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Coach Drew McCarthy explains the finer points of skate skiing to Haley Slone and Gini Van Siclen during a Teton Nordic Ski School lesson

Teton Nordic Ski School offers wide range of XC lessons 

This winter I felt like I needed another outlet for my hamster-like energy, so I decided to try out cross-country skiing.

I was attracted to skate skiing because it seemed hard. Classic skiing looked too much like the shuffling I was accustomed to during long backcountry tours; I wanted to skim across the snow like some kind of spandexed land-dolphin. I set out to learn how to participate in this beautiful pastime, and discovered that technique is more important in skate skiing than in anything I’ve ever done. Minor adjustments in body position, weight transfer, and timing can mean the difference between agonized, sweaty flopping and effortless gliding.

As it turns out, many other people have had the same thought this season.

Fortunately, Teton Nordic Ski School, founded in 2019, was poised to help all of us newbies gracefully figure out a new sport. Founders Jan Borstelmann and Celeste Young had both been teaching or coaching Nordic skiers in the valley for years, through Grand Targhee, Teton Valley Ski Education Foundation, and just by word of mouth.

“It became really obvious that more and more people are moving into the valley, and wanting to take advantage of all these amazing tracks,” Young said.

Then Teton Valley Trails and Pathways put out a survey and many respondents said that they specifically wanted lessons to better use the groomed trails around the valley.

“TVTAP is such an amazing organization and it made perfect sense to partner with them,” Borstelmann said. “We’re mutually supportive—they provide the trails and we make a donation per person per lesson, and donate gift certificates to their fundraisers.”

It was only natural for the outfit to also have a relationship with the local shops that rent cross-country gear; Yostmark and Peaked Sports know to direct customers to Teton Nordic for lessons. The employees at Peaked even had the chance to take a skate skiing lesson early this winter in Teton Canyon.

“That was the most fun lesson of the season,” Borstelmann said. “They got a sense of what it’s like to figure out how to skate, and how to steer customers to the right gear. They asked great questions. I hope we get to do that again.”

I took a group lesson through Teton Nordic from Drew McCarthy last week at the Alta track. I was only a month into my tenure as a skate skier but already had a whole heap of engrained bad habits and misconceptions, so I wanted to start from the very beginning.

That’s exactly what we did, working first on body position off skis, then running through the most basic weight shifts and leg extensions that magically propel skate skis forward. McCarthy was patient and ready with a form correction or word of encouragement. He used to be a TVSEF XC coach with Young; that’s how he was introduced to Teton Nordic. Before moving to the valley he offered lessons in Big Sky, his first foray into teaching adults and people with a wide range of abilities. People were usually in Big Sky on vacation so he’d teach them once or twice then never see them again; now he’s excited to be able to watch skiers progress through a season.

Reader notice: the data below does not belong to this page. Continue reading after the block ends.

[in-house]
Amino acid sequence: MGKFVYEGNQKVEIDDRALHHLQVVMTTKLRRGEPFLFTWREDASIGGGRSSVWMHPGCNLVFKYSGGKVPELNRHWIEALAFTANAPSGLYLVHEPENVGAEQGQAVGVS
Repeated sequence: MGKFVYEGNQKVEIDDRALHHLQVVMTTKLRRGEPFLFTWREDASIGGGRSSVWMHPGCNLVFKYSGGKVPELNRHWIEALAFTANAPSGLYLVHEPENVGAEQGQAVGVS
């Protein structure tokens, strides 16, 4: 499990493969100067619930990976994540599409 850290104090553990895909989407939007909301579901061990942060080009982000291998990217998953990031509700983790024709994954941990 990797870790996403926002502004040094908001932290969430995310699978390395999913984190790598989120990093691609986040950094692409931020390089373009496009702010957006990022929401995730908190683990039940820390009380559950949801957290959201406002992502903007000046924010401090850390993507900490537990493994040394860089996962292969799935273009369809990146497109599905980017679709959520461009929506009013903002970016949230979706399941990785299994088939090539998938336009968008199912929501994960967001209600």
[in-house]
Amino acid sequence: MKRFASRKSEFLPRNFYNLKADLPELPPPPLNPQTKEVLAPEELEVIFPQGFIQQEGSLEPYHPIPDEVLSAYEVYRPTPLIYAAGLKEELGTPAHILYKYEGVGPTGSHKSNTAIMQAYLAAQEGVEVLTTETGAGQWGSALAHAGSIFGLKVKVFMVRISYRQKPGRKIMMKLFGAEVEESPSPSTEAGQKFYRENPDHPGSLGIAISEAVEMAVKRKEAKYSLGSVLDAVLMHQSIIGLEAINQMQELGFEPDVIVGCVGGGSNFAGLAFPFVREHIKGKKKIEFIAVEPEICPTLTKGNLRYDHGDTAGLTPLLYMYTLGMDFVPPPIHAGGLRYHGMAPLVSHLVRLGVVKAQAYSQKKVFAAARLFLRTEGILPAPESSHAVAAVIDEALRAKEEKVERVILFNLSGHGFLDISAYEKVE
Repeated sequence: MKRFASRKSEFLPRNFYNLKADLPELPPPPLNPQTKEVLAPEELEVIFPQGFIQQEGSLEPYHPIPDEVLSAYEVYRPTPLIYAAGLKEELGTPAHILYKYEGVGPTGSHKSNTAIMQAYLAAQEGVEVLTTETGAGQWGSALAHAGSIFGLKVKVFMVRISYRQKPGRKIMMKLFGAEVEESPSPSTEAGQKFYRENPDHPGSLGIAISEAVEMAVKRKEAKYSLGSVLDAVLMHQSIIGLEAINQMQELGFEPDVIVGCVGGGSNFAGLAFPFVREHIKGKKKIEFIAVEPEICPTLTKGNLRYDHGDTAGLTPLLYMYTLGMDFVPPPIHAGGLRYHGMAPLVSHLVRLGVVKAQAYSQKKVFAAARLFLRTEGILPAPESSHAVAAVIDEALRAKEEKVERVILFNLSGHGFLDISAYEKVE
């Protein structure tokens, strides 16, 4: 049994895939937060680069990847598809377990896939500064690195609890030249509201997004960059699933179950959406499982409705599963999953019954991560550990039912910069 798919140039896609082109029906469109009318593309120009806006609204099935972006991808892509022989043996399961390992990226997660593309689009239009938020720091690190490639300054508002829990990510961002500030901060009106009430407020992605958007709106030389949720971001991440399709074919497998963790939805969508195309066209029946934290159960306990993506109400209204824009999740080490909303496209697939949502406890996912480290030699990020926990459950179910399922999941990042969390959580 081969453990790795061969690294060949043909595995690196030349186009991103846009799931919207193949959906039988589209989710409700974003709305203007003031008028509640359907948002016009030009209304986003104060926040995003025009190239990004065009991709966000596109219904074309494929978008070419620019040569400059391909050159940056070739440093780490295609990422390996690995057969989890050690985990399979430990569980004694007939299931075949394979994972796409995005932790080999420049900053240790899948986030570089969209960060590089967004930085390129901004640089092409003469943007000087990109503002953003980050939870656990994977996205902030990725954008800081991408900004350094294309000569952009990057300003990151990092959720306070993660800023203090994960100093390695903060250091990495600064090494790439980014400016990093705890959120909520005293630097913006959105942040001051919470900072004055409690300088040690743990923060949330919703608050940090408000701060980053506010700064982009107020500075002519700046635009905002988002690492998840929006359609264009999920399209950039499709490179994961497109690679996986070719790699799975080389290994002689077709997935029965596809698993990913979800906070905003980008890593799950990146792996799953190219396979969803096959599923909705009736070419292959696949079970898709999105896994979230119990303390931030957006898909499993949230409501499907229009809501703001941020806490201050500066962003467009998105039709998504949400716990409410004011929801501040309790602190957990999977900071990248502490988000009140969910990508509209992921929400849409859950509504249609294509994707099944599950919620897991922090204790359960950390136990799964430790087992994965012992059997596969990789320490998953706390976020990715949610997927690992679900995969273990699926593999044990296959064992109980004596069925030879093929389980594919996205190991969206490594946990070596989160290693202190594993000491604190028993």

“It’s been really gratifying working with Jan and Celeste, and it’s great too, having them as a resource if I’m struggling to reach a break-through with someone, or working with someone who has had past injuries.”

He hopes to see Teton Nordic expand to Rexburg, and is also interested in offering basic backcountry touring experiences for people to learn and explore on winter forest roads without the threat of avalanches or complex terrain.

“There’s room for us to grow in lots of different ways, even in different seasons,” Borstelmann agreed. “As we see the valley grow, and see what kinds of offerings people want to see, we can accommodate those needs.”

I left the lesson wanting much more, which is exactly what Teton Nordic’s website warns of: “To be honest, one lesson is not enough. To become proficient takes many lessons with a lot of practice time in between lessons. Most people can’t learn this sport by simply taking one lesson. Watching and imitating others is a method of learning that is useful, however it can also lead to bad technique that can be difficult to change and will impede your ability to get better.”

“There’s only so much you can do and absorb in an hour-long lesson,” Young added. “We recommend people take notes, remind each other of good form, and definitely try and practice ASAP after a lesson. We’re always happy to see students out practicing.”

Teton Nordic will continue to offer scheduled group lessons through mid-March; private lessons will be offered as long as the TVTAP tracks are groomed. To book a lesson or find rates, visit tetonxc.com.